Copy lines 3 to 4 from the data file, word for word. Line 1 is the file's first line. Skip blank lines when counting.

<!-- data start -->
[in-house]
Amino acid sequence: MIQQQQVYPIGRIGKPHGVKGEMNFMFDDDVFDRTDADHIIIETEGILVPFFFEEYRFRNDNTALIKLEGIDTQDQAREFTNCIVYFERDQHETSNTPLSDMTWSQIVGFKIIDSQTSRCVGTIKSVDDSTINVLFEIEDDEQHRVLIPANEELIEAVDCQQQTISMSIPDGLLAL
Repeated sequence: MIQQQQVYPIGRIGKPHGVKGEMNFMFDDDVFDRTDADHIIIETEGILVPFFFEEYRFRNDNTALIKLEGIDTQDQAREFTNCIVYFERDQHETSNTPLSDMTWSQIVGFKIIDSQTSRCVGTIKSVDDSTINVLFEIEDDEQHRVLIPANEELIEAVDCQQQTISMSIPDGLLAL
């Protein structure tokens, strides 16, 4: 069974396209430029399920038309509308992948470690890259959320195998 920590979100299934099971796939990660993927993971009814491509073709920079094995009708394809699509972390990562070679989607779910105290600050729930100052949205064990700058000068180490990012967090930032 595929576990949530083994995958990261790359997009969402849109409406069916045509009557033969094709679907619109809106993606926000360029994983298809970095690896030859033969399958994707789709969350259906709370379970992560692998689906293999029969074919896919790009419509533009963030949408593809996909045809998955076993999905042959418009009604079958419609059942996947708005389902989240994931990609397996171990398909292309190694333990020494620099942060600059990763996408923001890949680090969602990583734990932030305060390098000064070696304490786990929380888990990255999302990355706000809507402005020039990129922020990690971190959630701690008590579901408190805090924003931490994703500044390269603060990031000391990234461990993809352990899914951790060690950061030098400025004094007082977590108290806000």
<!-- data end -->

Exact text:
Repeated sequence: MIQQQQVYPIGRIGKPHGVKGEMNFMFDDDVFDRTDADHIIIETEGILVPFFFEEYRFRNDNTALIKLEGIDTQDQAREFTNCIVYFERDQHETSNTPLSDMTWSQIVGFKIIDSQTSRCVGTIKSVDDSTINVLFEIEDDEQHRVLIPANEELIEAVDCQQQTISMSIPDGLLAL
């Protein structure tokens, strides 16, 4: 069974396209430029399920038309509308992948470690890259959320195998 920590979100299934099971796939990660993927993971009814491509073709920079094995009708394809699509972390990562070679989607779910105290600050729930100052949205064990700058000068180490990012967090930032 595929576990949530083994995958990261790359997009969402849109409406069916045509009557033969094709679907619109809106993606926000360029994983298809970095690896030859033969399958994707789709969350259906709370379970992560692998689906293999029969074919896919790009419509533009963030949408593809996909045809998955076993999905042959418009009604079958419609059942996947708005389902989240994931990609397996171990398909292309190694333990020494620099942060600059990763996408923001890949680090969602990583734990932030305060390098000064070696304490786990929380888990990255999302990355706000809507402005020039990129922020990690971190959630701690008590579901408190805090924003931490994703500044390269603060990031000391990234461990993809352990899914951790060690950061030098400025004094007082977590108290806000």